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I know the proof but I'm unclear on one thing.

Cauchy-Schwarz inequality: Given X,Y are random variables, the following holds:

$$ (E[XY])^2 \le E[X^2]E[Y^2] $$

Proof

Let $$ u(t) = E[(tX - Y)^2] $$

Then:

$$ t^2E[X^2] - 2tE[XY] + E[Y^2] \ge 0 $$

This is a quadratic in $t$. Thus the discriminant must be non-positive. Therefore:

$$ (E[XY])^2 - E[X^2]E[Y^2] \le 0 $$

Why must the discriminant be non-positive?

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    $\begingroup$ Hint: apply the quadratic formula. $\endgroup$
    – whuber
    Commented Dec 14, 2018 at 23:24

3 Answers 3

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Let $p(t):=at^2+bt+c$ be a second degree polynomial. Then the roots of $p(t)$ are: $t_{1,2}:=\frac{-b\pm \sqrt{D}}{2a}$ where $D:=b^2-4ac$. This defines the discriminant $D$ of a polynomial. if $D\geq 0$, this implies that both roots (possibly repeated) are real. In particular if $D>0$, there are two distinct real roots, and you can easily prove that this implies $p(x)<0$ for at least one $x$ (consider the derivative at either of the roots).

$D\leq 0$ this implies both roots are imaginary, so that either $p(t)\leq 0$ or $p(t)\geq 0$ for all $t$. Similarly if $p(t)\geq 0$ or $p(t)\leq 0$ for all $t$, this implies $p(t)$ can have at most one distinct real root.

If you now define $p(t):=t^2E[X^2]-2tE[XY]+E[Y^2]$, you've proven thus far that $p(t)\geq 0$, since $u(t)\geq 0$. It follows that the discriminant $D$ of $p$ must be non-positive, e.g. $D(t)\leq 0$.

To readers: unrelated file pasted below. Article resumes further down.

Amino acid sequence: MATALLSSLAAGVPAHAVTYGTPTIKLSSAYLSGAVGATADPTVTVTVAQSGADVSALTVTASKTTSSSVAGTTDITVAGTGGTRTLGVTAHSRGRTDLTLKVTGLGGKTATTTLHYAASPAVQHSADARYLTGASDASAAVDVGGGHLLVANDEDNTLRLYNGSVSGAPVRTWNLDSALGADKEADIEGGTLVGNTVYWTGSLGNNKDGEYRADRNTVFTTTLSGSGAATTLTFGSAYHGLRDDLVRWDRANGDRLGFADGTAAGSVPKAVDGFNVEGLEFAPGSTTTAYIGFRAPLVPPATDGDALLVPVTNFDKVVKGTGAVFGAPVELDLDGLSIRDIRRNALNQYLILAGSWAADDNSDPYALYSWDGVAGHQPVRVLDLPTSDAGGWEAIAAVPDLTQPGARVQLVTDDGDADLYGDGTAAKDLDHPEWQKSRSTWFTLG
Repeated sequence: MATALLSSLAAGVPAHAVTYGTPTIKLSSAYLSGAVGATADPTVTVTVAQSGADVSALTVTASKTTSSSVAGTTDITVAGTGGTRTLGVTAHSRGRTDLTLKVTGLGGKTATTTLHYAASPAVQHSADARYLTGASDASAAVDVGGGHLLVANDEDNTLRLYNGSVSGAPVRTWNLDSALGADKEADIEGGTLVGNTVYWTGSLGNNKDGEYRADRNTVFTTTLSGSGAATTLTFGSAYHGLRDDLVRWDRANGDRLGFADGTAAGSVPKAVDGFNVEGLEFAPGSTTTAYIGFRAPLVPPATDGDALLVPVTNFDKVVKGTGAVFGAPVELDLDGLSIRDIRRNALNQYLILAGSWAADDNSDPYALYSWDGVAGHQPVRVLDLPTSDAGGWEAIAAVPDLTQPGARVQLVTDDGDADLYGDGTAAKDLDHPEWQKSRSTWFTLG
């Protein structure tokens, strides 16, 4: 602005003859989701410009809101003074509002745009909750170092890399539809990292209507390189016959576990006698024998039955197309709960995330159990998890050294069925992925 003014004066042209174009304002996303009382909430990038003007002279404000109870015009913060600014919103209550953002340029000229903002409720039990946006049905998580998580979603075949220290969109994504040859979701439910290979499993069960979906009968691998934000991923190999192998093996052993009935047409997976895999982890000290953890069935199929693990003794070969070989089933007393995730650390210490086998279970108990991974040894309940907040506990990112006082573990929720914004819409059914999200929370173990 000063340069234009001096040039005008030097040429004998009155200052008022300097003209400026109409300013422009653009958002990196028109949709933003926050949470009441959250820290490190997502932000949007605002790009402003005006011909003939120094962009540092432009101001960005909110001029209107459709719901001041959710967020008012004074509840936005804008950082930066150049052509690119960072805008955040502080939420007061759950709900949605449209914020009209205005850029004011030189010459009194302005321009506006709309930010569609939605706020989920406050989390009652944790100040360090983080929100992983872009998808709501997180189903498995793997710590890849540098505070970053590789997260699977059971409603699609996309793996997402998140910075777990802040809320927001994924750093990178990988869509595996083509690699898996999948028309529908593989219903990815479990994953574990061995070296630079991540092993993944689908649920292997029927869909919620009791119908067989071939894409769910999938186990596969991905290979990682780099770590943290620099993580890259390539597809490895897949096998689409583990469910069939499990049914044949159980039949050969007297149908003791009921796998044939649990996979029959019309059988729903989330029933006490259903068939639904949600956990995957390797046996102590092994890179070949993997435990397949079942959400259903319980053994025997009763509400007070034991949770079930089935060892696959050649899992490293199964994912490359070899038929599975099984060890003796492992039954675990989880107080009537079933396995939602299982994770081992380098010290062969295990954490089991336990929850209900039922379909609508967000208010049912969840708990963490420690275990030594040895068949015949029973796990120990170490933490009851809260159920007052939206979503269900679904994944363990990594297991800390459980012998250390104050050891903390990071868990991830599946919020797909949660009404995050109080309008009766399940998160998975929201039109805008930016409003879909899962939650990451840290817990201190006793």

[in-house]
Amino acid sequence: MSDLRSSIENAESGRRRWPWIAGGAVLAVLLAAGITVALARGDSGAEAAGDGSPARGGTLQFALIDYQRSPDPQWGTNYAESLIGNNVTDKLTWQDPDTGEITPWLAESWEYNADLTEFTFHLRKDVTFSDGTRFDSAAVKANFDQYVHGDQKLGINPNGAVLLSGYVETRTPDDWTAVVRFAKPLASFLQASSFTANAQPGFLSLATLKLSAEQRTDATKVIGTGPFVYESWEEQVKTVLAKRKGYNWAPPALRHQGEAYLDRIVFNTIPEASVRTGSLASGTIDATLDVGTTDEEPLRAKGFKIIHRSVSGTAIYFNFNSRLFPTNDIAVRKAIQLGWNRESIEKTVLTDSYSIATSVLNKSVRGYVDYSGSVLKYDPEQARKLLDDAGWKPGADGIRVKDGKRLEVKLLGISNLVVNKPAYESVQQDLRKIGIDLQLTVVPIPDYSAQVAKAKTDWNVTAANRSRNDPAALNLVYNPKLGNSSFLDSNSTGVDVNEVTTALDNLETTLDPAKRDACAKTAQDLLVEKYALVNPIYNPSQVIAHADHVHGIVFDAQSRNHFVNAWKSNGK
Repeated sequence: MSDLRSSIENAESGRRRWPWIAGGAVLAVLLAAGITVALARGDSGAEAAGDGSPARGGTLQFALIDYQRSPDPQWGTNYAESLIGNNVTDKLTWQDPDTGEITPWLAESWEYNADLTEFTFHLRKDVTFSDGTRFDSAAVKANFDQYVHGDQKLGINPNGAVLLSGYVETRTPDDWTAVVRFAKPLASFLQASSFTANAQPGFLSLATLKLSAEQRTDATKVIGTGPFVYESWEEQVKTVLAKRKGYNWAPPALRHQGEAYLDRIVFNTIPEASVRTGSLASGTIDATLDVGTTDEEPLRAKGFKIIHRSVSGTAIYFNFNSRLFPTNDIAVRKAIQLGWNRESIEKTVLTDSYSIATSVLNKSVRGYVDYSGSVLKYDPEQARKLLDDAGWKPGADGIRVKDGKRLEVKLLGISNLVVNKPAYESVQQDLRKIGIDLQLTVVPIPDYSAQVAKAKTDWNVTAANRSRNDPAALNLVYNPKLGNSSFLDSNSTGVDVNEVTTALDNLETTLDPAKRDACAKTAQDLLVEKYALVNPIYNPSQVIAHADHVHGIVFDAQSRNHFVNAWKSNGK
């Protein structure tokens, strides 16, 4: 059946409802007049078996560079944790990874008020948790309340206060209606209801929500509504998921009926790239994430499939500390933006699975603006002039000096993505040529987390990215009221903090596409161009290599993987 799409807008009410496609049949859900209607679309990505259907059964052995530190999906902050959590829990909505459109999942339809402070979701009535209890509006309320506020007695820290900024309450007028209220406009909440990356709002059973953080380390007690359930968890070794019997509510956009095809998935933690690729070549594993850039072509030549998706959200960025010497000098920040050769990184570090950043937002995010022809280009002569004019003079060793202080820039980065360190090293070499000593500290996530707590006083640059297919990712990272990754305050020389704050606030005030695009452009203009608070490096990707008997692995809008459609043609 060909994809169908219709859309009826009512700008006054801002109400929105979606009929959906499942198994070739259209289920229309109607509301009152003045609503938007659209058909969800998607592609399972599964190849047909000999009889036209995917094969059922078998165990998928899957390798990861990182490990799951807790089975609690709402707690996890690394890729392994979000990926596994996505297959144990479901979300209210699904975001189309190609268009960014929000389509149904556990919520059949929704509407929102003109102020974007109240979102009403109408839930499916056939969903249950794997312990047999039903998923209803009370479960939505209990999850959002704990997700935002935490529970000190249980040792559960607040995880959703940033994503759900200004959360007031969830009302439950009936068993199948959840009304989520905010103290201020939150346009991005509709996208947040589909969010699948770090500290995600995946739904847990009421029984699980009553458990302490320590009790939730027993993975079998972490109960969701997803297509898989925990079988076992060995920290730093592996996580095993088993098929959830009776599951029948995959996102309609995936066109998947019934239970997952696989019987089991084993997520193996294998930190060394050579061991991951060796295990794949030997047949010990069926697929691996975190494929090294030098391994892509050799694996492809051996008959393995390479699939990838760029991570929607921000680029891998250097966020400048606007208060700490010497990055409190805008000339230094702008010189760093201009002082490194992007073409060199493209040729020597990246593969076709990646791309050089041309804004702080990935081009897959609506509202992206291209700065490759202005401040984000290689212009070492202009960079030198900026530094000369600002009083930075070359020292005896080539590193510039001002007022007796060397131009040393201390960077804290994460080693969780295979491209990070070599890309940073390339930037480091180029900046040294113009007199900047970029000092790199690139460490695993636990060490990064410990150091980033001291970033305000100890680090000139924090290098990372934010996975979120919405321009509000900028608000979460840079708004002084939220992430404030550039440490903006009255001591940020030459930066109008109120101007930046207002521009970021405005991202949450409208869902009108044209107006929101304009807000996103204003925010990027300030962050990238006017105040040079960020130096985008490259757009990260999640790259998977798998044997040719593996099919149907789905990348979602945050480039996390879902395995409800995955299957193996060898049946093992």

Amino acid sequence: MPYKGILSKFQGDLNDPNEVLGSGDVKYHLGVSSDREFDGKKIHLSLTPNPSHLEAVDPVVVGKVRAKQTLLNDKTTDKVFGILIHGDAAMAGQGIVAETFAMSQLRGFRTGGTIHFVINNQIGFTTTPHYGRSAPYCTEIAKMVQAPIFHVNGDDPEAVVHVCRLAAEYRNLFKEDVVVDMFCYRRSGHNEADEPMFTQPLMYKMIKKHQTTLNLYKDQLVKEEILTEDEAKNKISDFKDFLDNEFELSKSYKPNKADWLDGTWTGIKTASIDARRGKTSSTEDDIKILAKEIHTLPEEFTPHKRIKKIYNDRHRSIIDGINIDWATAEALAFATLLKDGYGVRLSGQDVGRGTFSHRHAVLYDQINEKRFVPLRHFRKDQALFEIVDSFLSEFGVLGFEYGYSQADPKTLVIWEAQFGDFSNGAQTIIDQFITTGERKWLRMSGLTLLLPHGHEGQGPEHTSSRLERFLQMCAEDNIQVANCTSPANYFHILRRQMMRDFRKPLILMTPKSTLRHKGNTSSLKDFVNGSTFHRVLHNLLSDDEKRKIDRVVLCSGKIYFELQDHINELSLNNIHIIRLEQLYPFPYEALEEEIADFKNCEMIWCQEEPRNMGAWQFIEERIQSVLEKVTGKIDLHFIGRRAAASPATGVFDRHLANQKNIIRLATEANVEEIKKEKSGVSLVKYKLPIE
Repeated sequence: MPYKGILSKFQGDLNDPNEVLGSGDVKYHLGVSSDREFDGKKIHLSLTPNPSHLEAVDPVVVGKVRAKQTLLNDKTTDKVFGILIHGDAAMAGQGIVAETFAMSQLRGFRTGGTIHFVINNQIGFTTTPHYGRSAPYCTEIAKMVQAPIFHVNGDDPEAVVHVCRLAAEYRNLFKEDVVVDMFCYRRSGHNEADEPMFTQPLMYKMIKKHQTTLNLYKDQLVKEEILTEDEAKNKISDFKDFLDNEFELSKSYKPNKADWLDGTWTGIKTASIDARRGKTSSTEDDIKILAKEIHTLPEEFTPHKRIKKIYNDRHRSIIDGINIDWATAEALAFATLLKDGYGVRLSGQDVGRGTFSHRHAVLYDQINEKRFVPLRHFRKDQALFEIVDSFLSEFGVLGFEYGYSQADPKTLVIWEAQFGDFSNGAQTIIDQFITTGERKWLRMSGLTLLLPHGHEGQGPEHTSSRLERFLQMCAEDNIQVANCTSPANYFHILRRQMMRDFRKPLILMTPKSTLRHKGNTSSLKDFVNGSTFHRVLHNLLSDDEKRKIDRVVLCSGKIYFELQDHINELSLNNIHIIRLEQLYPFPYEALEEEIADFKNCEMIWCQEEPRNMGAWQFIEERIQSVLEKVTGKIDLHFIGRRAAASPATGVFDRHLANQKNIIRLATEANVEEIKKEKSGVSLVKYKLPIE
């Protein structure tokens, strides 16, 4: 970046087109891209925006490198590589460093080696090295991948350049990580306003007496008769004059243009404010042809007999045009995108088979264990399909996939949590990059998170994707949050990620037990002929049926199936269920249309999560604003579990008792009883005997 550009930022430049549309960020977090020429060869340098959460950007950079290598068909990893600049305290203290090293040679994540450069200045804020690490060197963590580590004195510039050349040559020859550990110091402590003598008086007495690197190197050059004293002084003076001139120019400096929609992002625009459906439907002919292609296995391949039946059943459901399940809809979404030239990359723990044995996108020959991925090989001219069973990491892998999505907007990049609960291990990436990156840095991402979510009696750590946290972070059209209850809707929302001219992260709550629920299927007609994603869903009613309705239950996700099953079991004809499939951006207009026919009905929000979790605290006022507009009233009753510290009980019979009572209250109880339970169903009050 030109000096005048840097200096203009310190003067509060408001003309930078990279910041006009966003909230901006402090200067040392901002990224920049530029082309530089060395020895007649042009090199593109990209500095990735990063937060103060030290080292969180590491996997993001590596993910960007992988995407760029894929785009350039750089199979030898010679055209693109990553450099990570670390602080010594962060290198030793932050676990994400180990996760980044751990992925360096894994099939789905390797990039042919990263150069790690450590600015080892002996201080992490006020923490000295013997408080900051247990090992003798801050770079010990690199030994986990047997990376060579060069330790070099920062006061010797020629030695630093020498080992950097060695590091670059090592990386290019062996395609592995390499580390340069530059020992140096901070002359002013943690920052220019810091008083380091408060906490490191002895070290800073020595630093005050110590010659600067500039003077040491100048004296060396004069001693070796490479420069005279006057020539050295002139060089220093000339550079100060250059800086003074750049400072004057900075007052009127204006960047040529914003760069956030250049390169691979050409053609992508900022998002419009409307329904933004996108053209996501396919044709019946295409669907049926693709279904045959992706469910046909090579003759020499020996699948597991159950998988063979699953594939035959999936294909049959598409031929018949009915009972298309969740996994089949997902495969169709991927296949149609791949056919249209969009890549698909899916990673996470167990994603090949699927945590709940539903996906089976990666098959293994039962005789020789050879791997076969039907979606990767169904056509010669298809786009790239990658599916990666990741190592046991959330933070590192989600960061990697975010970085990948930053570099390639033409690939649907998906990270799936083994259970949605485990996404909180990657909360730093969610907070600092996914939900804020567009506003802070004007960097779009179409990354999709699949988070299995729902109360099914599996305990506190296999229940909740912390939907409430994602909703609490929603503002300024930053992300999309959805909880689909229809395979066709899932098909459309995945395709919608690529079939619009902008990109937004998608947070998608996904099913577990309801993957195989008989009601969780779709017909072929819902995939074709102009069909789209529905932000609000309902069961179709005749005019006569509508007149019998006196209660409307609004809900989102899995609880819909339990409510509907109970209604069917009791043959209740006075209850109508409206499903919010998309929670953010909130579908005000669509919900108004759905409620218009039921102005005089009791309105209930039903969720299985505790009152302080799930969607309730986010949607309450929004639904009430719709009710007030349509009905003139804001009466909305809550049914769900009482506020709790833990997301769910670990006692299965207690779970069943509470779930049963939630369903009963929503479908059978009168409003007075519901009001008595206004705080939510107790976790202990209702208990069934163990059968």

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The quadratic in question must have complex roots, or at best two identical real roots; else there would be an interval $I$ such that for all $t\in I$, the random variable $tX-Y$ has negative mean-square value $E[(tX-Y)^2]$ which is impossible. If the discriminant is negative, then the roots of the quadratic are complex-valued (remember $\frac{-b \pm \sqrt{b^2-4ac}}{2a}$ where $b^2-4ac$ is the discriminant?) and so everything works as expected.

What if the quadratic has two identical real-valued roots and so has value $0$ for one specific $t$? Well, in that case, $tX-Y$ has mean-square value $0$, that is, $tX$ is a perfect predictor of $Y$ and it must be that the correlation coefficient $\rho_{X,Y}$ has value $\pm 1$.

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I explained this to myself by visualising the graphs of a repeated root quadratic equation. For any $x \in R$, $(ax + b)^2 \ge 0$ and graph of $y = (ax + b)^2$ must be a parabola above the x-line or touching the x line. This means that the equation $y = (ax + b)^2$ either has no roots (graph not touching/intersecting x-line at all) or has at most a repeated root (graph touching x-line). Therefore, the discriminant of $y = (ax + b)^2$ must satisfy $D \le 0$.

Going back to the stats question, $(tX + Y)^2$ must be a positive number for any $t \in R$. Therefore, $y = (tX + y)^2$ must be a parabola above the x-line or at most touching the x line. Similarly to above, this means $D \le 0$.

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